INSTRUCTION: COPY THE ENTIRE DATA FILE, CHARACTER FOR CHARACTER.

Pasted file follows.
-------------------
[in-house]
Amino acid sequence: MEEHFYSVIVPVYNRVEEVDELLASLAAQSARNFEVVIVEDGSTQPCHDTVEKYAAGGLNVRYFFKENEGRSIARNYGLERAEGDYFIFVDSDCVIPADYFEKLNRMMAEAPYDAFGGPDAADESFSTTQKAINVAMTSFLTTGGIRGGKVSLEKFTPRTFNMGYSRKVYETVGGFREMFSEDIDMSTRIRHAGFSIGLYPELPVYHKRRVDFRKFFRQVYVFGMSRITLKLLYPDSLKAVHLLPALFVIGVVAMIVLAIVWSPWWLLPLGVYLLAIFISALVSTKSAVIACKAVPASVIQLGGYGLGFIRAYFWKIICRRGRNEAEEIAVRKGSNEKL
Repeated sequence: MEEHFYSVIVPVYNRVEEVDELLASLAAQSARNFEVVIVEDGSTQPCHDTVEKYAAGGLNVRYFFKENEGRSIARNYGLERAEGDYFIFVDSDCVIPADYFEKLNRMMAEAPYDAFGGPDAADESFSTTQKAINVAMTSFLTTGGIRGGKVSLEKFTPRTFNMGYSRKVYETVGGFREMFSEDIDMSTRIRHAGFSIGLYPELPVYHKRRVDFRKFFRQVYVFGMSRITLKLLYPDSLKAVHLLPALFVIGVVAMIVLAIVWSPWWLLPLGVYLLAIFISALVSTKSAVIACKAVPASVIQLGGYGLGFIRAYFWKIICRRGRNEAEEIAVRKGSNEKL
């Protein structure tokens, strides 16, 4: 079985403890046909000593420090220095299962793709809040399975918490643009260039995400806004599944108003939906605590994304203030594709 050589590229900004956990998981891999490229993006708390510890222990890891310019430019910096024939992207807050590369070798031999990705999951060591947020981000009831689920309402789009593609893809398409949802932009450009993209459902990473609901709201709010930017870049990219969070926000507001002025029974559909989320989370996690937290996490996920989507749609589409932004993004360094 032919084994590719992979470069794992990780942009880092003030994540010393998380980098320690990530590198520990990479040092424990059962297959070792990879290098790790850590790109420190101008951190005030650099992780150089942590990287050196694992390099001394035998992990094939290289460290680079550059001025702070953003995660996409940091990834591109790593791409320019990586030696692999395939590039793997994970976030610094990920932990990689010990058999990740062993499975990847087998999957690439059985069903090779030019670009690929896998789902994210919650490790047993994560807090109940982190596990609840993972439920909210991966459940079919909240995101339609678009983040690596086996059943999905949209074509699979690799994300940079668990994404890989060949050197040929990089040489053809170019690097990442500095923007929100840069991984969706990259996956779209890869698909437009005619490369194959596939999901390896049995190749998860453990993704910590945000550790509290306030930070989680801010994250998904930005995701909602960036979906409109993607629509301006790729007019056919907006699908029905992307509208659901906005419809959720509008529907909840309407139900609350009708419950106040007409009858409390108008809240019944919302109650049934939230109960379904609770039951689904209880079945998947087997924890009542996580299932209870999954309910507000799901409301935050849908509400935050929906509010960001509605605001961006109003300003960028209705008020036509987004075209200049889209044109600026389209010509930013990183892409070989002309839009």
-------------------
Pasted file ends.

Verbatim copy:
[in-house]
Amino acid sequence: MEEHFYSVIVPVYNRVEEVDELLASLAAQSARNFEVVIVEDGSTQPCHDTVEKYAAGGLNVRYFFKENEGRSIARNYGLERAEGDYFIFVDSDCVIPADYFEKLNRMMAEAPYDAFGGPDAADESFSTTQKAINVAMTSFLTTGGIRGGKVSLEKFTPRTFNMGYSRKVYETVGGFREMFSEDIDMSTRIRHAGFSIGLYPELPVYHKRRVDFRKFFRQVYVFGMSRITLKLLYPDSLKAVHLLPALFVIGVVAMIVLAIVWSPWWLLPLGVYLLAIFISALVSTKSAVIACKAVPASVIQLGGYGLGFIRAYFWKIICRRGRNEAEEIAVRKGSNEKL
Repeated sequence: MEEHFYSVIVPVYNRVEEVDELLASLAAQSARNFEVVIVEDGSTQPCHDTVEKYAAGGLNVRYFFKENEGRSIARNYGLERAEGDYFIFVDSDCVIPADYFEKLNRMMAEAPYDAFGGPDAADESFSTTQKAINVAMTSFLTTGGIRGGKVSLEKFTPRTFNMGYSRKVYETVGGFREMFSEDIDMSTRIRHAGFSIGLYPELPVYHKRRVDFRKFFRQVYVFGMSRITLKLLYPDSLKAVHLLPALFVIGVVAMIVLAIVWSPWWLLPLGVYLLAIFISALVSTKSAVIACKAVPASVIQLGGYGLGFIRAYFWKIICRRGRNEAEEIAVRKGSNEKL
């Protein structure tokens, strides 16, 4: 079985403890046909000593420090220095299962793709809040399975918490643009260039995400806004599944108003939906605590994304203030594709 050589590229900004956990998981891999490229993006708390510890222990890891310019430019910096024939992207807050590369070798031999990705999951060591947020981000009831689920309402789009593609893809398409949802932009450009993209459902990473609901709201709010930017870049990219969070926000507001002025029974559909989320989370996690937290996490996920989507749609589409932004993004360094 032919084994590719992979470069794992990780942009880092003030994540010393998380980098320690990530590198520990990479040092424990059962297959070792990879290098790790850590790109420190101008951190005030650099992780150089942590990287050196694992390099001394035998992990094939290289460290680079550059001025702070953003995660996409940091990834591109790593791409320019990586030696692999395939590039793997994970976030610094990920932990990689010990058999990740062993499975990847087998999957690439059985069903090779030019670009690929896998789902994210919650490790047993994560807090109940982190596990609840993972439920909210991966459940079919909240995101339609678009983040690596086996059943999905949209074509699979690799994300940079668990994404890989060949050197040929990089040489053809170019690097990442500095923007929100840069991984969706990259996956779209890869698909437009005619490369194959596939999901390896049995190749998860453990993704910590945000550790509290306030930070989680801010994250998904930005995701909602960036979906409109993607629509301006790729007019056919907006699908029905992307509208659901906005419809959720509008529907909840309407139900609350009708419950106040007409009858409390108008809240019944919302109650049934939230109960379904609770039951689904209880079945998947087997924890009542996580299932209870999954309910507000799901409301935050849908509400935050929906509010960001509605605001961006109003300003960028209705008020036509987004075209200049889209044109600026389209010509930013990183892409070989002309839009």